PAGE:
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Introduction - Elliot R. Siegel

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An introduction to the purpose of the workshop and its genesis as a technical project of ICSTI on interactive visualizations. A brief account will be given of a 2008 NLM–Elsevier project comparing knowledge gain and satisfaction amongst medical students with standard and interactive versions of the same paper.

I. Interactive visualizations

The purpose of this session is twofold: 
(1) to showcase examples where journals use interactive (usually three-dimensional) data visualization tools as an integral component of the scientific discourse and demonstrate their benefit;
but (2) also to define the ‘costs’ involved in terms of providing infrastructure for creating, editing, reviewing and archiving such interactive content.

Interactive Science Publishing: a joint OSA-NLM project - E.R. Siegel

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Interactive Scientific Publishing (ISP) has been developed by the Optical Society of America with support from the NIH National Library of Medicine. It is an initiative that allows authors to publish large 2D and 3D datasets with original source data that can be viewed and analyzed interactively by readers. ISP provides the software for authors to organize and publish source data while offering readers the viewing and analysis tools

Breaking out of 2D: interactive PDFs - Michelle Borkin

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Interactive PDFs have obvious appeal to the reader and the publisher; they need only widely available (and comfortingly familiar) software to view, and they require no extra effort from the publisher to create or archive.  They offer many advantages to both reader and author including providing 3D interactivity.  How easy are they to create, and can they be used or designed for specific domains?  What are the implications of using specific closed-source or proprietary software? What improvements does it bring to the scientist?

Accessing the data: going beyond what the author wanted to tell you - Brian McMahon

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Structure reports in IUCr journals depend on a standard data file format. Structure visualization uses both helper applications (e.g. Mercury, but the end-user has complete freedom of choice) and embedded applets (Jmol). Tools are provided for creating/editing dynamic content, and the handling of such content is completely integrated in the editorial/production workflow. Data validation is an integral part of the peer review process. There are concerns about long-term access to functionality that depends on how particular software programs behave, but archiving the basic data provides more scope for retaining such functionality.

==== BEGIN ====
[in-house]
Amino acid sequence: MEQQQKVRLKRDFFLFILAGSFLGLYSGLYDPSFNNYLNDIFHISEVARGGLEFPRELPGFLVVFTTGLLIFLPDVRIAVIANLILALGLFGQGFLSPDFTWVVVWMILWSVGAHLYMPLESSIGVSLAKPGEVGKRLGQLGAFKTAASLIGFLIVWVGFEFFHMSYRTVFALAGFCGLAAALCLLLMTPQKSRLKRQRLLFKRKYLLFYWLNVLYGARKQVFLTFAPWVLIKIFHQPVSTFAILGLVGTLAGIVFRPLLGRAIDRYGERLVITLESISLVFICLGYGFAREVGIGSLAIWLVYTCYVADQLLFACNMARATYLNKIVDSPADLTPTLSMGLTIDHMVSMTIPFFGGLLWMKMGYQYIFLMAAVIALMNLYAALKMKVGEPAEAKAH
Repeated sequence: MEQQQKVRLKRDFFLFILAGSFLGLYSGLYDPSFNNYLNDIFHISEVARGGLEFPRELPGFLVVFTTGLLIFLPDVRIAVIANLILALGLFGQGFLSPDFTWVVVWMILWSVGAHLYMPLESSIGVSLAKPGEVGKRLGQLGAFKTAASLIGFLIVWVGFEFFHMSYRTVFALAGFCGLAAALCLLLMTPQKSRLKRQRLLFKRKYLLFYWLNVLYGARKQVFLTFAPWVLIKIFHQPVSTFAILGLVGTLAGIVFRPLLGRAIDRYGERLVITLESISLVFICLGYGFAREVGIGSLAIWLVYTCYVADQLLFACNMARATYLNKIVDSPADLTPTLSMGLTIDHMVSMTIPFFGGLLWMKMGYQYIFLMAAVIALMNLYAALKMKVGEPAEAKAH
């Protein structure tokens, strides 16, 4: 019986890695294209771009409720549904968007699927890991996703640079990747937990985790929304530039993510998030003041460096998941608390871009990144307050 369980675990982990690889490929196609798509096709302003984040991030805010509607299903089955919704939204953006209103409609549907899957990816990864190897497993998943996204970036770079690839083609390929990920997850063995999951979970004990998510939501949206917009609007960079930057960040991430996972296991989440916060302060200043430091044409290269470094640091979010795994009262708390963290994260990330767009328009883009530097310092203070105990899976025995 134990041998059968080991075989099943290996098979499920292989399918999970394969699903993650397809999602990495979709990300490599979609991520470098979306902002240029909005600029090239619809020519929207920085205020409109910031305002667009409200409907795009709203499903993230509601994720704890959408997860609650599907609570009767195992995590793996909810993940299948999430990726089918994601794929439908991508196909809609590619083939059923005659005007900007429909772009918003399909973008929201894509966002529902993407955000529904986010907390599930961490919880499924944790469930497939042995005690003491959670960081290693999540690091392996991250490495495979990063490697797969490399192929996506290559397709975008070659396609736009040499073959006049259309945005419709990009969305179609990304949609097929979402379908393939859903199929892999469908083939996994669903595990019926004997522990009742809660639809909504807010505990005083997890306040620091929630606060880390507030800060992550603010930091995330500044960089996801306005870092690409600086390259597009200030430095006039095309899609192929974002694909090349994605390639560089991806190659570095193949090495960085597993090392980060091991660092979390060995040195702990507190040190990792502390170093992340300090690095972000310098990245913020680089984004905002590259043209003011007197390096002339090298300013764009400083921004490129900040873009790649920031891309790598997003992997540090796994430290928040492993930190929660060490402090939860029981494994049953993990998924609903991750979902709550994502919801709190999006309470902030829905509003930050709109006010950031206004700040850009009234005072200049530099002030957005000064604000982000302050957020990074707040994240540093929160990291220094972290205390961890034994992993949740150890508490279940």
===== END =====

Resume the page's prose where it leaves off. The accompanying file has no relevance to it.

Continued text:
II. Adding value with enriched content and semantic links

This session surveys some of the growing ways in which value is added to the online publication by exposing the semantic content to computerised application: hyperglossaries, thesauri, taxonomies, chemical substructure display and search. Sometimes the value is added (expensively) by the publisher through semantic markup, sometimes it can be inferred by dynamic post-processing. How important is it to retain this type of added value in long-term archives?

Project Prospect and the place of primary data - Richard Kidd

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Project Prospect is an RSC initiative to add extensive semantic markup to chemistry publications. It improves literature searching, enhances the information content of an article by annotating chemical content, and opens the door to database searching of chemical structures. Reliable tagging of content is an intensive editorial process (for example, many chemicals referred to in an article may not be named, but simply referred to as something like ‘13b’); but adding accurate machine-readable information adds tremendous value to an article

Semantic linking in the Concept Web - Jan Velterop

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Another approach to semantic markup is explored in applications of the Concept Web Alliance. Instead of relying on at-source markup, readers can stream content through a large knowledge-based annotation server that overlays annotations, glossaries, hyperlinks etc. deduced from on-the-fly parsing and mapping to discrete concepts organised in a large triples store. The Alliance allows participants to explore many of the new semantic web technologies, maximizing the potential for knowledge discovery while at the same time removing both redundancy and ambiguity from available knowledge